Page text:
David Yohan is not happy with Bundamba Secondary College.
David Yohan is not happy with Bundamba Secondary College. Rob Williams

'From Bs to Ds': Cross-marking fail at Ipswich school

AN IPSWICH high school's mistake may have cost a young, disadvantaged man the future he's been working towards.

The Bundamba State Secondary College student's marks suddenly dropped after his work was cross-marked, for the first time in two years.

Cross marking, when work is marked by more than one teacher, is used in schools to ensure the grade given by one teacher is an accurate reflection of that student's abilities.

For almost two years the senior student, who moved to Australia from Africa and hopes to become an engineer, received Bs for his English marks.

This year that grade suddenly dropped to a D.

All the English marks he received since starting at the school were also changed to a D after his work was cross-marked.

The school has declined to comment on whether other students have been affected or whether cross-marking is monitored.

The devastating blow was delivered without the young man's guardian - his uncle David Yohan - even receiving a phone call.

Now, Mr Yohan is desperate for answers on how the system could have let an ambitious student down so badly, and a solution that will allow his nephew to enter university.


Education Feature - Bundamba State Secondary College.
Bundamba State Secondary College. Contributed

"When he came home and told us what had happened, it was so unbelievable I thought he must have his facts wrong," Mr Yohan, who has chosen to speak on his nephew's behalf, said.

That was in July.

Since then Mr Yohan, who has a long list of awards attached to his name including Young Australia Citizen of the Year and Australian Human Rights Medal Finalist, has struggled to get answers on how this happened, how to fix it and whether others have had the same experience.

"I asked, (during a meeting) but the school said it wasn't something they thought worthy of notifying other parents," Mr Yohan said.

The Department of Education declined to confirm details to the QT on the situation but it appears the grades were dropped after the student's work was cross marked, for the first time in two years.

A spokesperson for the Department said it was committed to working with the student and his family to help him finish year 12.

>>Have you or your child been affected? Tell us, helen.spelitis@qt.com.au

Mr Yohan disputes that but importantly has a host of questions he says no one in the Department will answer.

Mr Yohan wants to know why the work wasn't cross marked earlier and why the school failed to teach his nephew in the first place.

He has been stonewalled.

The school refused to give Mr Yohan anything in writing until after he contacted the Ombudsman out of desperation.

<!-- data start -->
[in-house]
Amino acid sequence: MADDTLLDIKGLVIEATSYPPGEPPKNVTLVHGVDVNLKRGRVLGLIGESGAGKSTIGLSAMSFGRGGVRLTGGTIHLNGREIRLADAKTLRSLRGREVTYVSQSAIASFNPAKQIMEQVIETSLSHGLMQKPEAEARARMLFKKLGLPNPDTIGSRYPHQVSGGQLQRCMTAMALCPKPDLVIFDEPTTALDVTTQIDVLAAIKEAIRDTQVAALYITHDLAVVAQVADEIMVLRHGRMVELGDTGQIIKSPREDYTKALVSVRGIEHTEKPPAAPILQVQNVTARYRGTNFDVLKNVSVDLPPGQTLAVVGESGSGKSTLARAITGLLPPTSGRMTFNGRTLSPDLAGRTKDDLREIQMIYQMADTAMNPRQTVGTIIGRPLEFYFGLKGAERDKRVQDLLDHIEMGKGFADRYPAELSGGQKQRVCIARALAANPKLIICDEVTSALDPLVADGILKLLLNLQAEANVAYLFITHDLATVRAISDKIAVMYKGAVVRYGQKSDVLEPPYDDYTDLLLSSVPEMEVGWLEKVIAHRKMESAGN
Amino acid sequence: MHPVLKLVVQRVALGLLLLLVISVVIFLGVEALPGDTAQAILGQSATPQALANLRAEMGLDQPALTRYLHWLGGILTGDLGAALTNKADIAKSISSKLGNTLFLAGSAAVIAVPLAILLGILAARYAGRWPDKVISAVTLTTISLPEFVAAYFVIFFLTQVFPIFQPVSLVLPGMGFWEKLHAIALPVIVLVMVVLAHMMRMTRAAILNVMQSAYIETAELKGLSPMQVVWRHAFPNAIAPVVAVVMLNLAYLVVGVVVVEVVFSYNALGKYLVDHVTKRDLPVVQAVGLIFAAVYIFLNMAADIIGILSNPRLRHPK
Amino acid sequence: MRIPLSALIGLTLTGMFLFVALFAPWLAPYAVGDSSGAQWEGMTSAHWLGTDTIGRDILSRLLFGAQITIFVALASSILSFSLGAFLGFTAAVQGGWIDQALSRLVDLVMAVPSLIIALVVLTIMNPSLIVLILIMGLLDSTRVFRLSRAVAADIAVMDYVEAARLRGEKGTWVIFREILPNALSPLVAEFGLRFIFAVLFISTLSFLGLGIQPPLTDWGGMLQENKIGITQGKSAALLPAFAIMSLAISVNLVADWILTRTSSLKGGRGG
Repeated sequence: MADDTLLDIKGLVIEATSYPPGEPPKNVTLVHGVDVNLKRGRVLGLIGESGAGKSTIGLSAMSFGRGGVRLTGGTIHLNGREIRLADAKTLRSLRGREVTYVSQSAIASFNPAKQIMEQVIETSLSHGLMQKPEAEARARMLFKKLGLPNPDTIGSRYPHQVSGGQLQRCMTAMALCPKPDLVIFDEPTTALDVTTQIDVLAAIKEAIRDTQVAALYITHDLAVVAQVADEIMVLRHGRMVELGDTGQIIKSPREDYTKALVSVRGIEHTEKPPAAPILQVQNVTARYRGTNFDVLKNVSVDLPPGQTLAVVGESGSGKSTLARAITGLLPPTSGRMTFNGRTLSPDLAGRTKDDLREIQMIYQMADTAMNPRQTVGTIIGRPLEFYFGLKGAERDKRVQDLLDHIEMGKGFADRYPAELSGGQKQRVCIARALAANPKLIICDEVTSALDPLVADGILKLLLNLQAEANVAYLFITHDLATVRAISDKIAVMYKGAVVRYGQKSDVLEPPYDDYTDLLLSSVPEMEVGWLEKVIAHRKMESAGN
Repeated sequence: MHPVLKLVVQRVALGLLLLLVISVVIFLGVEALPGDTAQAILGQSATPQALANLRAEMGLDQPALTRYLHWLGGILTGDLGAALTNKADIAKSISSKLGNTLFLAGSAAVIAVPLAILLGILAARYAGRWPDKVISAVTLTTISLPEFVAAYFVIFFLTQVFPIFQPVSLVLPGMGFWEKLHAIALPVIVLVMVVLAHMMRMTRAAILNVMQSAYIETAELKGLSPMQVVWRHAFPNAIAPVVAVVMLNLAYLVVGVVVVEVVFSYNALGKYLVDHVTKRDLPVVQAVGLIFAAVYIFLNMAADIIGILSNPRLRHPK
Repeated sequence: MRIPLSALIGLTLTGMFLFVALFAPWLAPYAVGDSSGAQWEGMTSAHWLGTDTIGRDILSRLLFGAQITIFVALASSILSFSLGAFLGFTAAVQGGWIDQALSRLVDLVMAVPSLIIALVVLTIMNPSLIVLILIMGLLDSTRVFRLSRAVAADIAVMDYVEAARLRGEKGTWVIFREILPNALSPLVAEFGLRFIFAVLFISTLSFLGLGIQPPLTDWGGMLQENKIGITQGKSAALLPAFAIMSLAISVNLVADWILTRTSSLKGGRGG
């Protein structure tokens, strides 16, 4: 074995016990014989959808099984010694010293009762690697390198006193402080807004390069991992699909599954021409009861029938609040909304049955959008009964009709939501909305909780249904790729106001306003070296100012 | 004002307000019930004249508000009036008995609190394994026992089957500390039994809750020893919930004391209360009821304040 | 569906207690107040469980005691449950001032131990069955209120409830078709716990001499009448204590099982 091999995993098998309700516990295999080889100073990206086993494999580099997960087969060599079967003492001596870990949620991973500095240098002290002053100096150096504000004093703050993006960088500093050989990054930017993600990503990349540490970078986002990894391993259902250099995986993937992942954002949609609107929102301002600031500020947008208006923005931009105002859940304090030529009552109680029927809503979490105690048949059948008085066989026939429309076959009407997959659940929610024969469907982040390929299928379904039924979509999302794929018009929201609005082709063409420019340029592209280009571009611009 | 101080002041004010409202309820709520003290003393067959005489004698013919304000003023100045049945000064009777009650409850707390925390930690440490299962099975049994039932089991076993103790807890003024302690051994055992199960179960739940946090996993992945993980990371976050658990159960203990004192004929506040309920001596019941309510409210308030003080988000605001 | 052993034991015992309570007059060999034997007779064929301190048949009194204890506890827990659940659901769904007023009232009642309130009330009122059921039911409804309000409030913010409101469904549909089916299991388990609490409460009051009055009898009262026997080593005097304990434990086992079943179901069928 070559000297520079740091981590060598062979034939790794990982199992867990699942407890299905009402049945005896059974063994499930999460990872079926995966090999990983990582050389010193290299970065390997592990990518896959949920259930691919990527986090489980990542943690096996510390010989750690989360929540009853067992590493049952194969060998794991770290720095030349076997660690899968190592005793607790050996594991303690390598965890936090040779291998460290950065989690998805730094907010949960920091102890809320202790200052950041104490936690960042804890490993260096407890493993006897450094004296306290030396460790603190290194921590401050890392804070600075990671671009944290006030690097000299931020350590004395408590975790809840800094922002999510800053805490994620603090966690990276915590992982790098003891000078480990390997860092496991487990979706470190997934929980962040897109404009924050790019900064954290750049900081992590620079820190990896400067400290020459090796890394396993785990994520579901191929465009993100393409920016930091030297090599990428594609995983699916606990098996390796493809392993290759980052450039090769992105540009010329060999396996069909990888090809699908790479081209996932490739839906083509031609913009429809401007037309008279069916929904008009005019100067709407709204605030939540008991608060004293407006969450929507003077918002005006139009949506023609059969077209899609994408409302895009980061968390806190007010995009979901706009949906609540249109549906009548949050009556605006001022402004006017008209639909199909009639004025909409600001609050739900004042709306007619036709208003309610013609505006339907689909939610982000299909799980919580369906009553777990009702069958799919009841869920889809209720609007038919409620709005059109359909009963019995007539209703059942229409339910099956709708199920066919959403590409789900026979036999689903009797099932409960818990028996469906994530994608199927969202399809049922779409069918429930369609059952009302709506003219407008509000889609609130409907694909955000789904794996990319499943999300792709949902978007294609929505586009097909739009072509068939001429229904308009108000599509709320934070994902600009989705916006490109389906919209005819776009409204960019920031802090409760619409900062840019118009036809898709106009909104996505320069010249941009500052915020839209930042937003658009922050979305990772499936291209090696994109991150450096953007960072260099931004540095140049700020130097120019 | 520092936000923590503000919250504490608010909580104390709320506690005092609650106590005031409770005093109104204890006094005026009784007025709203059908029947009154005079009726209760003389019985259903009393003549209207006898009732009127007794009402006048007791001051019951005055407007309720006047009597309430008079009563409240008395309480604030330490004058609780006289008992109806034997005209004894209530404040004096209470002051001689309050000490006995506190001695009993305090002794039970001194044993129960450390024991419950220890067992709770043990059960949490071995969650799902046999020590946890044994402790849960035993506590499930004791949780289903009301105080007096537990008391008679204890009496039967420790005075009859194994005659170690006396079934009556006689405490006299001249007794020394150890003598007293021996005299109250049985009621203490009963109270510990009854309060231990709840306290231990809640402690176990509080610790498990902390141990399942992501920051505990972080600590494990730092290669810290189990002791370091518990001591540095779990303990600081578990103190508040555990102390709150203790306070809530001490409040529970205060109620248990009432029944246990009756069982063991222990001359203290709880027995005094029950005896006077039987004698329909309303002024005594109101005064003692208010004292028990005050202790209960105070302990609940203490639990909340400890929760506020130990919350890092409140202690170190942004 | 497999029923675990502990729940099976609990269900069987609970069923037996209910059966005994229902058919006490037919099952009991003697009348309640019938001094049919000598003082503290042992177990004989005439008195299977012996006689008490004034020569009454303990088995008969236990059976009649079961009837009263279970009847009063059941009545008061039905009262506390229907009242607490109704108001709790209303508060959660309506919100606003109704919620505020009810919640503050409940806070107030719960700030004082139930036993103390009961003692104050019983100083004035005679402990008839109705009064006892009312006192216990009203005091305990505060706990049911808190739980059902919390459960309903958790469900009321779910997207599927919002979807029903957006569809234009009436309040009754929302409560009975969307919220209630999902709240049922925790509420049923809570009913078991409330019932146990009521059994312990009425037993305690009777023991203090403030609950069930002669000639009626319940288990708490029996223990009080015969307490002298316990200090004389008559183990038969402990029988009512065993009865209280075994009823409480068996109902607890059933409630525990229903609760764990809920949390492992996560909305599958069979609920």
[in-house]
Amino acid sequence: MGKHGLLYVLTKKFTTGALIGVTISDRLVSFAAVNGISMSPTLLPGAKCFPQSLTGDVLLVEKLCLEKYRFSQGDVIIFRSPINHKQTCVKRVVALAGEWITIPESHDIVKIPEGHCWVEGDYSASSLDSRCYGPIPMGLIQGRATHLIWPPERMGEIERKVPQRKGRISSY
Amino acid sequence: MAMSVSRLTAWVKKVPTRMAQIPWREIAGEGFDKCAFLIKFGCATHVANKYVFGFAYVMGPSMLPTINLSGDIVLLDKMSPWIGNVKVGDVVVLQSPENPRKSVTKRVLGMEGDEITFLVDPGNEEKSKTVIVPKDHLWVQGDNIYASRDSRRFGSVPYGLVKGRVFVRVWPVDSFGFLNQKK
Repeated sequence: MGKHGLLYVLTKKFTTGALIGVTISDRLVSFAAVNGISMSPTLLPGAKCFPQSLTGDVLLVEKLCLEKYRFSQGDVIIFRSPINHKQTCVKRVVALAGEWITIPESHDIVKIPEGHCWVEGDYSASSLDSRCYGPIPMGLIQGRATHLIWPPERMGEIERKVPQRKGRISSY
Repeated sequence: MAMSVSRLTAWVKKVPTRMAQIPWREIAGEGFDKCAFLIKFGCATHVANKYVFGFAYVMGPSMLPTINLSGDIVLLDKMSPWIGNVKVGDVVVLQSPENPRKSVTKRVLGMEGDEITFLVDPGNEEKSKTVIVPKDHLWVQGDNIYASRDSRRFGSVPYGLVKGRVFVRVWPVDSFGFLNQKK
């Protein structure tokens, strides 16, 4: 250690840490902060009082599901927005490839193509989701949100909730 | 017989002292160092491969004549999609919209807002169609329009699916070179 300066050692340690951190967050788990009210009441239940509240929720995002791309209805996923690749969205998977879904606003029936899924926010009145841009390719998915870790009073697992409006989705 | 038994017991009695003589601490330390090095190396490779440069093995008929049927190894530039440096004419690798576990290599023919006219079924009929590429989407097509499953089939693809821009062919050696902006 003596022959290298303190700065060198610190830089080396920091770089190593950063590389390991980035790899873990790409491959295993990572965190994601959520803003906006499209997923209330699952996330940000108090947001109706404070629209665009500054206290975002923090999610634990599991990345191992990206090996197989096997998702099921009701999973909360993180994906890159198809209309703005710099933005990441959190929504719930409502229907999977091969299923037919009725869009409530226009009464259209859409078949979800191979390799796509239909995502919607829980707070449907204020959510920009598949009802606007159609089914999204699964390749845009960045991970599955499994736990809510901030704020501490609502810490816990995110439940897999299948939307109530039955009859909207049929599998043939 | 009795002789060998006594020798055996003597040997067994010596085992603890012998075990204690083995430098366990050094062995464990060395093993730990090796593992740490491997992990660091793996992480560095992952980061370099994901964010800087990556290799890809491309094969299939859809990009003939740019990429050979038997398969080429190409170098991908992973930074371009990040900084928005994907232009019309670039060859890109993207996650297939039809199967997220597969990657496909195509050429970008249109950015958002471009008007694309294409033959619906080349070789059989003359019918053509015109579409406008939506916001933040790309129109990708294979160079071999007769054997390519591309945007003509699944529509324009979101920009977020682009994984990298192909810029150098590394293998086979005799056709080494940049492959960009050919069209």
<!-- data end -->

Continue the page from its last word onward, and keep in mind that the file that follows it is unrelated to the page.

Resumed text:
Mr Yohan is the legal guardian for this student and three others.

He took on caring for the children who came to Australia, from Ethiopia, after their parents died in tragic circumstances.


"Are there other students at the school going through this? No one can give me any answers."

When the children arrived, they didn't speak or write any English and spent a year at a dedicated language school to catch up.

For the student, having his grades suddenly drop so low so close to the end of year 12, means he has no chance of successfully applying to study engineering at university.

In an email to Mr Yohan, the Education Department admitted the original grades "were not a true indication of (the student's) achievement level" in English.

The email goes on to explain the student had been exempt from certain classes for tutoring sessions.

The email says the student was offered the chance to re-submit a piece of written work to "raise his achievement levels".

These options were not discussed with Mr Yohan, despite direct instructions to include him in any discussions on the issue.

His nephew had already resit one piece of assessment and both the school and Department had clearly stated legally only one resit was allowed.

Mr Yohan said his nephew felt bullied by the school and had declined to use his time to resit another assessment for English, given he had already failed and little had changed since. He said he had chosen to focus on his other subjects.

"To corner this young man like this... there's no accountability from the school," Mr Yohan said.

"If this goes on, then no one improves. Will this happen to his siblings?

"Are there other students at the school going through this? No one can give me any answers."

Mr Yohan has almost given up the Education Department and has instead appealed to the community.

"Hopefully there is someone out there who has some understanding around this issue that may be able to help us," he said. "We don't know where to turn."

Can you help? Let us know. Email helen.spelitis@qt.com.au